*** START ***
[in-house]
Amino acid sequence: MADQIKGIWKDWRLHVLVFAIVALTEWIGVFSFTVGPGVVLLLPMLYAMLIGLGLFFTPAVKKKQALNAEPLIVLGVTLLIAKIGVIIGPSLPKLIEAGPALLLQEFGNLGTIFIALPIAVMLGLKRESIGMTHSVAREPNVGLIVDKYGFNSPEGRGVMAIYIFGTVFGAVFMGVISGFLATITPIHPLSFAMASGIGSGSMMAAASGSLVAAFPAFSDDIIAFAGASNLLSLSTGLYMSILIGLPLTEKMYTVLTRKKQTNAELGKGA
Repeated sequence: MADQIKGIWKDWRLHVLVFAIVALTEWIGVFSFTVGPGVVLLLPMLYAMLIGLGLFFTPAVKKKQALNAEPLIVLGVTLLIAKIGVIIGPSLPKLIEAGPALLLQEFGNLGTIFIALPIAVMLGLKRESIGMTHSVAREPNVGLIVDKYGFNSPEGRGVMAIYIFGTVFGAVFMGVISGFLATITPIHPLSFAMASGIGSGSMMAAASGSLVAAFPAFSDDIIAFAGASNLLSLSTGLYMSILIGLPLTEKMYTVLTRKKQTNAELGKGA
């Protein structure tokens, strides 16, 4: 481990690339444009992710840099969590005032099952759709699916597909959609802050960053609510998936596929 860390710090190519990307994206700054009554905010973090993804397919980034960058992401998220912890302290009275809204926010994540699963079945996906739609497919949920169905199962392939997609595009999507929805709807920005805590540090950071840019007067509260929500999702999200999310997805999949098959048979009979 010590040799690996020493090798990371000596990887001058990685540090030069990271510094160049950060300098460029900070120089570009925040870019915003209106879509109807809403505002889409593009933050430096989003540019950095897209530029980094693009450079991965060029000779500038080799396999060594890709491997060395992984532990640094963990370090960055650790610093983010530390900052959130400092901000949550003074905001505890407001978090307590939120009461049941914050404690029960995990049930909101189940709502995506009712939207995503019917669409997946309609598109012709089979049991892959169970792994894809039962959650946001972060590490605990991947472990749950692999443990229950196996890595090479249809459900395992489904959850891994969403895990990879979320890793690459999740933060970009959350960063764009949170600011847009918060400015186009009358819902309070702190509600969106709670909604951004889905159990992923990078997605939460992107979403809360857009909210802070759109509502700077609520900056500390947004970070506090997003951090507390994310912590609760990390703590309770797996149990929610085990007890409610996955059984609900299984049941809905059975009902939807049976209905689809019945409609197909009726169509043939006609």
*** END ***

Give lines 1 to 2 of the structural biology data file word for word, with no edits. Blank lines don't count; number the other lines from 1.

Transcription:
[in-house]
Amino acid sequence: MADQIKGIWKDWRLHVLVFAIVALTEWIGVFSFTVGPGVVLLLPMLYAMLIGLGLFFTPAVKKKQALNAEPLIVLGVTLLIAKIGVIIGPSLPKLIEAGPALLLQEFGNLGTIFIALPIAVMLGLKRESIGMTHSVAREPNVGLIVDKYGFNSPEGRGVMAIYIFGTVFGAVFMGVISGFLATITPIHPLSFAMASGIGSGSMMAAASGSLVAAFPAFSDDIIAFAGASNLLSLSTGLYMSILIGLPLTEKMYTVLTRKKQTNAELGKGA